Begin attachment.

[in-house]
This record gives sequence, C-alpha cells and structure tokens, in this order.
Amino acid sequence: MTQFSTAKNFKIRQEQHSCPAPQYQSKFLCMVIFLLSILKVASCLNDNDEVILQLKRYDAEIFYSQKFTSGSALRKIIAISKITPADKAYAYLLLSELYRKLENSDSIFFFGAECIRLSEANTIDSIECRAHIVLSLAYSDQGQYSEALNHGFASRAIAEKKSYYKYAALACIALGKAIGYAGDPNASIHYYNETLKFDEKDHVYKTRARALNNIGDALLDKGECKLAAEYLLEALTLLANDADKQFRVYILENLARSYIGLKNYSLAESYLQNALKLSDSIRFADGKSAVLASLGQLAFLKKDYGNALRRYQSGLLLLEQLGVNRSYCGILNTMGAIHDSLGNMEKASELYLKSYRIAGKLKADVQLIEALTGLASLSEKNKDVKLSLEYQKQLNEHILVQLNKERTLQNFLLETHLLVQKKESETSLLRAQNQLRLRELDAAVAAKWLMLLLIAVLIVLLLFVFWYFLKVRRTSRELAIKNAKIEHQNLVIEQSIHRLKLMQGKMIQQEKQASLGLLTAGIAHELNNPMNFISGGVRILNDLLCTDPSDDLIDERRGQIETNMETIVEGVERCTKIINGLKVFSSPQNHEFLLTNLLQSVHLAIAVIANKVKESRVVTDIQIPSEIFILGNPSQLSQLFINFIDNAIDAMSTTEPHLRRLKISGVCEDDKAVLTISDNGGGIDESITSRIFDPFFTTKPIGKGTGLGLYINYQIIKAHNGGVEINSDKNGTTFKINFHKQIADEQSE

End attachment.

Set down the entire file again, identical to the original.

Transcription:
[in-house]
This record gives sequence, C-alpha cells and structure tokens, in this order.
Amino acid sequence: MTQFSTAKNFKIRQEQHSCPAPQYQSKFLCMVIFLLSILKVASCLNDNDEVILQLKRYDAEIFYSQKFTSGSALRKIIAISKITPADKAYAYLLLSELYRKLENSDSIFFFGAECIRLSEANTIDSIECRAHIVLSLAYSDQGQYSEALNHGFASRAIAEKKSYYKYAALACIALGKAIGYAGDPNASIHYYNETLKFDEKDHVYKTRARALNNIGDALLDKGECKLAAEYLLEALTLLANDADKQFRVYILENLARSYIGLKNYSLAESYLQNALKLSDSIRFADGKSAVLASLGQLAFLKKDYGNALRRYQSGLLLLEQLGVNRSYCGILNTMGAIHDSLGNMEKASELYLKSYRIAGKLKADVQLIEALTGLASLSEKNKDVKLSLEYQKQLNEHILVQLNKERTLQNFLLETHLLVQKKESETSLLRAQNQLRLRELDAAVAAKWLMLLLIAVLIVLLLFVFWYFLKVRRTSRELAIKNAKIEHQNLVIEQSIHRLKLMQGKMIQQEKQASLGLLTAGIAHELNNPMNFISGGVRILNDLLCTDPSDDLIDERRGQIETNMETIVEGVERCTKIINGLKVFSSPQNHEFLLTNLLQSVHLAIAVIANKVKESRVVTDIQIPSEIFILGNPSQLSQLFINFIDNAIDAMSTTEPHLRRLKISGVCEDDKAVLTISDNGGGIDESITSRIFDPFFTTKPIGKGTGLGLYINYQIIKAHNGGVEINSDKNGTTFKINFHKQIADEQSE